Pharmacists play an important role in the healthcare system in any society.
They are the main gatekeepers of commodities such as medicine, restricted/controlled substances, lifesaving pharmaceutical products as well as commodities and technologies that form part of the heartbeat in the practice of medicine and pharmacy.
In an ideal healthcare structure, it is assumed that the provision of healthcare services is exclusively confined to the precincts of hospitals and other healthcare facilities.
With the evolution and advancement in the technological space coupled with the recent covid-19 pandemic, the formal structure in the practice of medicine and pharmacy has also shifted to accommodate these global changes. The pharmacy counter has moved from the hospital emergency department to the community and directly to the patient.
The Covid-19 pandemic rearranged the formidable structure of the healthcare system, catapulting everyone back to the drawing board to come up with a “new structure” on how to achieve a win-win situation, at the same maintaining standards and regulations.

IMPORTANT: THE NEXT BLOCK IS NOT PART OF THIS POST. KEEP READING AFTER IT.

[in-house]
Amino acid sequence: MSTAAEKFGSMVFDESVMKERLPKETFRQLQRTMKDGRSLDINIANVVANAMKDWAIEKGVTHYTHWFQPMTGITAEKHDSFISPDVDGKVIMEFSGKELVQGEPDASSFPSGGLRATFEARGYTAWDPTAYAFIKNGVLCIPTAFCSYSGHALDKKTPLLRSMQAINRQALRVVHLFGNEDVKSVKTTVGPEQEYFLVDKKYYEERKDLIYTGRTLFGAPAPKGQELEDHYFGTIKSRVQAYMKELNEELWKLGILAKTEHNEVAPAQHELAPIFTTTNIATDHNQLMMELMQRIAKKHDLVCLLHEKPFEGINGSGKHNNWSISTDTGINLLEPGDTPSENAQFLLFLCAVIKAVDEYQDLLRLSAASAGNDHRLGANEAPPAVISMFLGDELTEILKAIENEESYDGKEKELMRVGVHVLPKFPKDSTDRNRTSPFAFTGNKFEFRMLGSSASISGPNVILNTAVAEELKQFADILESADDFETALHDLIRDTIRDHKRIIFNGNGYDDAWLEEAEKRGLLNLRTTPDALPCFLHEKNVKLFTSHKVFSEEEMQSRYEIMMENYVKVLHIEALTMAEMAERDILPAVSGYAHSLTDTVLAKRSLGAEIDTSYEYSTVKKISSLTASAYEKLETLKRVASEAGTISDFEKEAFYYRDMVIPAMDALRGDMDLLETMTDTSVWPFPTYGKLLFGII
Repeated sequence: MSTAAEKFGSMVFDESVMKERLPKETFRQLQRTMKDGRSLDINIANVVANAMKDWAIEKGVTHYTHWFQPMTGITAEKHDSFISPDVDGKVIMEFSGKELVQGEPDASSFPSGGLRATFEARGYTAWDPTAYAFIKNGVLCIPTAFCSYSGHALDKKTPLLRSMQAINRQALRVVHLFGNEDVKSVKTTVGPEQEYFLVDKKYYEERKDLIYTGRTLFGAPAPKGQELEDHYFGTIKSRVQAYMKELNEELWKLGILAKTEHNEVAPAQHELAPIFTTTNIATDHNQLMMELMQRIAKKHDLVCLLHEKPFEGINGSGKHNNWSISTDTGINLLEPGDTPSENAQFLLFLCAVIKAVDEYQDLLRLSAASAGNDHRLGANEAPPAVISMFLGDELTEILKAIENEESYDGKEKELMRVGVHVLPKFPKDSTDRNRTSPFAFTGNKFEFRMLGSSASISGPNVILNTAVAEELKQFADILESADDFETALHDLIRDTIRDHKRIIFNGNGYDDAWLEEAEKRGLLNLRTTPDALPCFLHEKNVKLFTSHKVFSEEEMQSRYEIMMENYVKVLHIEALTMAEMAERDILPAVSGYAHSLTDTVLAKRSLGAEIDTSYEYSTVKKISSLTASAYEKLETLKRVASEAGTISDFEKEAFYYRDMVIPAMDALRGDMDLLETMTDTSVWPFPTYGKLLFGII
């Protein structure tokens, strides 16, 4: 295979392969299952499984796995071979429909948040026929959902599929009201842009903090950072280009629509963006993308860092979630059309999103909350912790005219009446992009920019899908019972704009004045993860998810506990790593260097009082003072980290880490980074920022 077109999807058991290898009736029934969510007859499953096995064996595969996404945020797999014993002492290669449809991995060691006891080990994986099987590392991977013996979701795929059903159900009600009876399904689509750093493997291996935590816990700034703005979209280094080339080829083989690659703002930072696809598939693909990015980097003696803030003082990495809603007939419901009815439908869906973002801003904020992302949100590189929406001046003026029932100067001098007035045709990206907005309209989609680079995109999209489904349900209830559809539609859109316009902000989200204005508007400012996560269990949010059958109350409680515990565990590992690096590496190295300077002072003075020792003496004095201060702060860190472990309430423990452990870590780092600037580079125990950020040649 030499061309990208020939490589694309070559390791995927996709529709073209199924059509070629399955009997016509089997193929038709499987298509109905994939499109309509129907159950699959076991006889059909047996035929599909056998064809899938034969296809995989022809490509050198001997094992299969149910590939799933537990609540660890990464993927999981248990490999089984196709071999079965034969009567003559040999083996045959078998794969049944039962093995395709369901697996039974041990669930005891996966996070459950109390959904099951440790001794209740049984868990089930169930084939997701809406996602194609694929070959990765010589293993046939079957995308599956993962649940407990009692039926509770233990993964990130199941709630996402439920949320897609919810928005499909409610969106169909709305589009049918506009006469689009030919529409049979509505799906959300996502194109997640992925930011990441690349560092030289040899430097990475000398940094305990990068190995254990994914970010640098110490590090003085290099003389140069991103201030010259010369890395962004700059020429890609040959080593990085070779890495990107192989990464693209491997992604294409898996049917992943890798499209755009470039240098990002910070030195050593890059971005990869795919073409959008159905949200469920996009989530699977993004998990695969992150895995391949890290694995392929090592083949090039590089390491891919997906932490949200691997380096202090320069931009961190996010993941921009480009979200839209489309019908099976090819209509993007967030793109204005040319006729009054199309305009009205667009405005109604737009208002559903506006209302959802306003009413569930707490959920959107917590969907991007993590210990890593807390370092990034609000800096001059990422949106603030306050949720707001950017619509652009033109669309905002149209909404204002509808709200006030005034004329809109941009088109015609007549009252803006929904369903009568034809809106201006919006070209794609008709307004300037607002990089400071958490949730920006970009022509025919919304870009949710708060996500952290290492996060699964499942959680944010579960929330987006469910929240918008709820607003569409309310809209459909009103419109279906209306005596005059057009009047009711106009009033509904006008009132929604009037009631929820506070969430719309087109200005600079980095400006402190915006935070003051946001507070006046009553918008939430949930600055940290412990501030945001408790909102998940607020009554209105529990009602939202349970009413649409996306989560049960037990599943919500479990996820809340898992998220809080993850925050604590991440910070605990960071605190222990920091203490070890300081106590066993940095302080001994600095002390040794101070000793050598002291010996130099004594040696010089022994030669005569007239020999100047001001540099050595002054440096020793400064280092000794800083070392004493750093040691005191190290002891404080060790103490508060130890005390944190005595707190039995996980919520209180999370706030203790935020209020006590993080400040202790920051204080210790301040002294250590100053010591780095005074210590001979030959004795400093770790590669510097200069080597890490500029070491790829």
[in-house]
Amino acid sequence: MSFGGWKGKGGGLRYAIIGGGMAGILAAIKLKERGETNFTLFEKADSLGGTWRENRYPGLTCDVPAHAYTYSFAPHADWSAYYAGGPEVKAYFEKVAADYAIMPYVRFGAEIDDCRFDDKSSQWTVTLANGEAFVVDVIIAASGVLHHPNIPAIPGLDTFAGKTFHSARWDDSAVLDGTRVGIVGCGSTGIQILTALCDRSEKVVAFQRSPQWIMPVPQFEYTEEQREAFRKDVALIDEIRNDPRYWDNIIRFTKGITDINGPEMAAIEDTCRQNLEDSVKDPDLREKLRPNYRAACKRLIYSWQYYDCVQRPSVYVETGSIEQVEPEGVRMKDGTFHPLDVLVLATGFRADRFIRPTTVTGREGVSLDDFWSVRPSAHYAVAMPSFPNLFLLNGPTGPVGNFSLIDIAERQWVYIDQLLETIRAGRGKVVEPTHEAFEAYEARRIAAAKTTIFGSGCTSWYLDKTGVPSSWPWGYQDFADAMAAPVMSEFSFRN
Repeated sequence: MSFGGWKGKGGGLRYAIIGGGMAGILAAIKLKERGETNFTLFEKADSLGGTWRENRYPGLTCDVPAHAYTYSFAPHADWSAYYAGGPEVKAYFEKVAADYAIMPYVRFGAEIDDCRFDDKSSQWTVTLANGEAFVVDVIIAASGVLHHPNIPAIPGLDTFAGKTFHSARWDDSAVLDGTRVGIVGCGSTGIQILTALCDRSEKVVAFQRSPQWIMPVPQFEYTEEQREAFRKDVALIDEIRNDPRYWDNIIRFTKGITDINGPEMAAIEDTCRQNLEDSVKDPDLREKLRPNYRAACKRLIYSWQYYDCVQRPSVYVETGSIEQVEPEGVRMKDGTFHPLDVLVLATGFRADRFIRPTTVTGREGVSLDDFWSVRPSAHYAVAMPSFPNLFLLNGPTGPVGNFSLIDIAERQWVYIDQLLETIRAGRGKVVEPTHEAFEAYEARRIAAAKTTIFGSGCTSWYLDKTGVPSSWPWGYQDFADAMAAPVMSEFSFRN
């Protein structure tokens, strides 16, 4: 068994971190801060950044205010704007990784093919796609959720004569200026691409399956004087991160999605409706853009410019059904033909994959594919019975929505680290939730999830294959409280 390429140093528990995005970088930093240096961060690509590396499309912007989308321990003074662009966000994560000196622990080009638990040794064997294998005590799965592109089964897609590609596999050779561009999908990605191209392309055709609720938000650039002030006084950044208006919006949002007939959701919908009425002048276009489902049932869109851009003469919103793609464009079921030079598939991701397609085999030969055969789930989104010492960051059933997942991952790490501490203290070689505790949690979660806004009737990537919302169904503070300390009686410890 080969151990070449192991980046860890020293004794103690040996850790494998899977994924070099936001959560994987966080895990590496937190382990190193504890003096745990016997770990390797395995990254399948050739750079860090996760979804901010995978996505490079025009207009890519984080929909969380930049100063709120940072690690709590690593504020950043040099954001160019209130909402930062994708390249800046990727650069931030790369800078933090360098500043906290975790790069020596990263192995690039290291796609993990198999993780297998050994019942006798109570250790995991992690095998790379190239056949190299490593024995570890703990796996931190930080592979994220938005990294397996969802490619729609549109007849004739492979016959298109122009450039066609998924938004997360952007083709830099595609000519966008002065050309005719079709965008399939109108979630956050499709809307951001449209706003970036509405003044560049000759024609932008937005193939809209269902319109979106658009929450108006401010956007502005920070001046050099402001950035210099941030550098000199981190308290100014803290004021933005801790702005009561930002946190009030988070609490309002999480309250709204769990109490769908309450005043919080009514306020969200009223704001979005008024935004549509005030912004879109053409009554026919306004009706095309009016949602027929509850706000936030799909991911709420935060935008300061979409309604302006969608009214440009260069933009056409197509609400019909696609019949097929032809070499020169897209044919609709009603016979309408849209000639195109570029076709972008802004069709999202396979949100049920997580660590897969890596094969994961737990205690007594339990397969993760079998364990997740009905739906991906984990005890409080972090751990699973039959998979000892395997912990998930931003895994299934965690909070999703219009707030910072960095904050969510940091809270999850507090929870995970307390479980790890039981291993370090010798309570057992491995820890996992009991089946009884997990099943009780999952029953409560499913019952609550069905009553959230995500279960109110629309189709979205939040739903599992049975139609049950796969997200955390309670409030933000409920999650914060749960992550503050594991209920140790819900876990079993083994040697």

The Covid-19 pandemic presented a new norm, a new way of doing things, and innovative ways, especially in the supply chain and access to medicine by patients. The counter moved to the community and to the doorstep of the patient.
Another great innovation that came to full force is the use of virtual meetings to set up patient consultations, prescribe and make important decisionsremotely.
Essentially the prescription window moved from the hospital set up to the doorstep of the patient.
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The use of drones was previously been used basically in other non-medical fields. These drones became very handy during the Covid- 19 pandemic period, especially for emergency situations where vaccines and other life-saving commodities were delivered to patients in remote areas, considering that covid-19 pandemic came with many restrictions including ban on travel.
The future looks promising for the healthcare system now because services such as remote consultations using telemedicine and other non-physical consultations came to full force.
A situation is anticipated where doctors can perform an operation remotely using technology.
Research needs to be beefed up in order for development in the practice of medicine and pharmacy to “catch up” with the rapid growth in mainstream technologies.
Dr Winnie Bore is a health economist